The Domain Name System Is A Joke

 In General

Buying A Domain NameWhen you do any form of online marketing it is inevitable that you end up investigating the process of buying domain names.

To the average person, it can be somewhat eye opening about how hard it is now to get a reasonable domain name for a site you want to setup.  For the more experienced person, that surprise eventually just turns to frustration and anger as you try and navigate the stupidity of the registration system.

I had a good example of the way this ridiculously broken system doesn’t work just this past week.

I’m looking at putting together a new product offering and we struggled to come up with a name for it.  After a couple of different brainstorming sessions we hit on one that I really liked and so the effort began to figure out how to acquire the .com domain name.

First thing I checked was to see if there was a site already existing on that domain name and surprisingly there wasn’t, a good start.

I then jumped on “whois” to see if anyone owned the domain and when it expired.  I couldn’t believe my luck, the domain was previously owned, but was now sitting as a “pending deletion”.  For those of you not familiar with the variety of “lifecycle phases” of a domain name, what Pending Deletion means is that the domain’s registration has expired, the redemption period after expiration where the owner can renew exclusively had lapsed and now over the next week or so, the domain would be released and go back into the “available” pool to be registered by someone else.

Sounds straightforward, but of course it isn’t, domain registration companies have stacked the deck in their own favour.  The registrar will actually intercept the expiring domain and auction it off BEFORE it expires to the highest bidder.  Unfortunately for that auction winner, that doesn’t actually mean they’ll get that domain – that would be too easy.  No, the existing owner who let their domain lapse can actually still renew the domain during the redemption period and take it back.  Of course most domain registrars charge a “redemption fee” for people who do this because they are losing out on the often more lucrative money they’d get for selling something they didn’t own at auction.

If the owner doesn’t renew and there’s an auction winner, then that person will get the domain name effectively transferred to them the second the pending deletion period ends bypassing the public.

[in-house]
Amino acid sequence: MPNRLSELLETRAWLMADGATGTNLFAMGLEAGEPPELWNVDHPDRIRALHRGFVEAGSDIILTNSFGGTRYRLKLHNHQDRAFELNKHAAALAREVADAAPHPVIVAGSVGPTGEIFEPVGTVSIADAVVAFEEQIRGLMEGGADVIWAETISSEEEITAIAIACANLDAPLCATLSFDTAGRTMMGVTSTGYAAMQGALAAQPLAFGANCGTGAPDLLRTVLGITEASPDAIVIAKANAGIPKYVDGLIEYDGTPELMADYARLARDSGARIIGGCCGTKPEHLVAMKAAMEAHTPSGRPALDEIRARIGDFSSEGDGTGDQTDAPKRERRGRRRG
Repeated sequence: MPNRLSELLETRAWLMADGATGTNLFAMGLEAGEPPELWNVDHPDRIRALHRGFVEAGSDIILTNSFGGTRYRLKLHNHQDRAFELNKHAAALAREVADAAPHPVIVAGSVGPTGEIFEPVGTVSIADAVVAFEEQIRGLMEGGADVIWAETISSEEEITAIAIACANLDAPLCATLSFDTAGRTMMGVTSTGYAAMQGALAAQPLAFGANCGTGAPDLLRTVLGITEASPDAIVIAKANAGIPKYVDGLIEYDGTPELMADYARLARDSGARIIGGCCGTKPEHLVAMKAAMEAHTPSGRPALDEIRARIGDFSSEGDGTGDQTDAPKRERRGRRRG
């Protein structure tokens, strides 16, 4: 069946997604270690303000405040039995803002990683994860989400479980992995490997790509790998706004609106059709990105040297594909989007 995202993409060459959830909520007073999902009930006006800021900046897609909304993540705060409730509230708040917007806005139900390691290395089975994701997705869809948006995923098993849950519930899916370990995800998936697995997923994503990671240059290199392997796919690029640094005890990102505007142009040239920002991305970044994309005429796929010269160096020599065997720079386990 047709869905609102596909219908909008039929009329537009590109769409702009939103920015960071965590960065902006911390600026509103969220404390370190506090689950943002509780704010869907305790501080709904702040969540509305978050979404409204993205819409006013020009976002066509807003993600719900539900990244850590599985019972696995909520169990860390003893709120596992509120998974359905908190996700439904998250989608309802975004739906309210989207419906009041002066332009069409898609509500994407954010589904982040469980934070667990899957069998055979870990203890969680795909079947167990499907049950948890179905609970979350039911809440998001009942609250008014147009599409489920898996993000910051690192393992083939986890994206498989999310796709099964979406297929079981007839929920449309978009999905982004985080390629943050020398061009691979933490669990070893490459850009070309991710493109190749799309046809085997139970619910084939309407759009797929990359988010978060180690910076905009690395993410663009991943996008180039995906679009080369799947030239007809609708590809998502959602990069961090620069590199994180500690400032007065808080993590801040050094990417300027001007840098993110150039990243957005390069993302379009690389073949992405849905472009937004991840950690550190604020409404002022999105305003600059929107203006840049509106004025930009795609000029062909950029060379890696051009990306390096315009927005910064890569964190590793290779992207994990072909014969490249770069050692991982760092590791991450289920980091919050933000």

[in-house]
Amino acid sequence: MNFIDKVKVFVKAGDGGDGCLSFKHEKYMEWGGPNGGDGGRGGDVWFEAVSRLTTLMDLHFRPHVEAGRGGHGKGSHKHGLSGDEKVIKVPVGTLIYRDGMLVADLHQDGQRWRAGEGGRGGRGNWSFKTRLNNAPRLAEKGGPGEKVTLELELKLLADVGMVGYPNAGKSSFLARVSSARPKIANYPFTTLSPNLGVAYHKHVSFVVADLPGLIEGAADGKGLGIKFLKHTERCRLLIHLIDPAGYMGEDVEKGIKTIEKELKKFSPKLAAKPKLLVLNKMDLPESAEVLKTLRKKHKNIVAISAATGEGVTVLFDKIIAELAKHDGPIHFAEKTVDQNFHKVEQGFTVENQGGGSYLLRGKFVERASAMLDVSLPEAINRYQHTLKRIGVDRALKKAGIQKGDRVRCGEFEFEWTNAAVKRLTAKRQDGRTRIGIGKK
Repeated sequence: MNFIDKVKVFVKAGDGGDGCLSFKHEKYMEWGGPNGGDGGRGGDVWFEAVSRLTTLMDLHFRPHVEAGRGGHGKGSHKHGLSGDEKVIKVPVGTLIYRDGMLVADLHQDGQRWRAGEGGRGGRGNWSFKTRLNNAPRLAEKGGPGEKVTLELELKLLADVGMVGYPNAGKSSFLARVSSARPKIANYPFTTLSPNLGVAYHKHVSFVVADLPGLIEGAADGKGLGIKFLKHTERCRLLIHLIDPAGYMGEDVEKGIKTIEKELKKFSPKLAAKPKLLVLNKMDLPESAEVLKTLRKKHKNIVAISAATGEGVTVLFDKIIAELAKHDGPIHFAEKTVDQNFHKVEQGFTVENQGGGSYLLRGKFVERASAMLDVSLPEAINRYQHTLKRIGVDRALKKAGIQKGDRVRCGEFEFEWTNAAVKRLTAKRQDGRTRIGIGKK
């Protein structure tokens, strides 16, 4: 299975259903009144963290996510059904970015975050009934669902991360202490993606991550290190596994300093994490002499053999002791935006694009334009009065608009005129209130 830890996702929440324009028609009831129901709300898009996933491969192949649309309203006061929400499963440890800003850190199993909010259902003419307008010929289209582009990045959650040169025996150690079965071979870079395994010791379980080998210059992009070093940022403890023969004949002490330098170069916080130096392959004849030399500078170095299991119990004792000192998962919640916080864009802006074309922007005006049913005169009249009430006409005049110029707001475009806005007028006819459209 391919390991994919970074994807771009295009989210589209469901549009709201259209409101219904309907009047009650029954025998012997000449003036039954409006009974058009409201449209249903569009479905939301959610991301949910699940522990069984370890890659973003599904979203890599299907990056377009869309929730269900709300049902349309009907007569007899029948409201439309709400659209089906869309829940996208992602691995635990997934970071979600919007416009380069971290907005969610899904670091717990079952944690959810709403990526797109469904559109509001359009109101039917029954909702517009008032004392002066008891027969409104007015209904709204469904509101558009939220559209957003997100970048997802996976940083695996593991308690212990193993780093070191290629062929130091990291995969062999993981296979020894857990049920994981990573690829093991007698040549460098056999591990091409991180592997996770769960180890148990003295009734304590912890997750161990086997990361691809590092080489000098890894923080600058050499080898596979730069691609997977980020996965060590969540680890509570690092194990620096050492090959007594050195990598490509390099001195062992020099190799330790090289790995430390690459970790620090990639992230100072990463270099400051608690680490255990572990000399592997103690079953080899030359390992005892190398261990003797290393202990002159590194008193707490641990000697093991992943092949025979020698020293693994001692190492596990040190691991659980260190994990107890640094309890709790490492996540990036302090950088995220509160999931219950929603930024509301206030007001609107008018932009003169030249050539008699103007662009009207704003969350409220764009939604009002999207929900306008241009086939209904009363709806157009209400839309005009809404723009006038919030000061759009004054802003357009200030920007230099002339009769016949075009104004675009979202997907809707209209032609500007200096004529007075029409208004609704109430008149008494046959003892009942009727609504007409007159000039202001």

Then there are “drop catchers” like NameJet and SnapNames that allow you to bid on domains and they scour the registration system and watch for the domain to “drop” and register it on your behalf straightaway.  Of course, this system is owned largely by the big domain registrars and is just another way for them to game the system.  You see, the minimum bid to use these services is generally $69.  It’s far more complicated than that too – there are auctions that don’t end if someone else bids within a certain time, auctions that aren’t really auctions, but are auctions to let you get in on an auction… you get the point.

I used a drop catcher to try and get the domain I was looking to buy and I waited… And waited…

Then one day I checked to see what happened and noticed that my domain had been registered to someone else!  I was annoyed, but that’s the way the system works, but of course, it wasn’t that simple – the DNS registrar who hosted the name had actually BOUGHT IT themselves and immediately turned it around and listed it for sale as a “premium domain” for $1750!

Basically, ICANN, the body in charge of the global domain registration system has allowed the .com space to become the plaything of a few big companies and professional domain squatters.  I keep hearing this analogy to the “wild west” or terms like “homesteading” for people who squat domains with no intention of developing them.

I call bullshit on all of it.

Domain squatting has become a plague of the internet.  The .com TLD is littered with parked domains – by some reports the number is in excess of 25%!  The only ones benefiting from this are the domain name registrars.  Average internet users derive no benefit and it is making the whole .com namespace difficult to work within.  The argument that it’s a “land grab” is nonsense perpetuated by a vocal minority of charlatans and get rich quick types.  The shenanigans the registrars do is effectively a form of short selling domains without having to actually execute the contract – all upside, no risk.

What needs to happen is ICANN needs to overhaul the system and take out all of the backdoors the registrars are using to manipulate and profiteer from an unnecessarily confusing system.  I don’t think it is too much to ask that the most important TLD be managed and run in a fair and transparent way.

If after this, you’re still interested in understanding how to buy expired domains, then check out this post by Jon Haver.

What have your experiences been like with expired/expiring domains?  Leave a comment below and tell me all about it!

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Comments
  • Rich Rojas
    Reply

    Interesting and informative article on a confusing and apparently
    unethical process. I’ve never attempted to purchase an expired domain as
    I can usually find something approximate enough to register. But
    certainly understand the need for getting something more precise for
    branding purposes. A bit off topic, but do you have any posts/advice on
    selling domain names (something else which I’ve never attempted)? I’ve
    noticed in the past some names I’ve let expire have been snatched up
    which leads me to believe there is some value in some of them.

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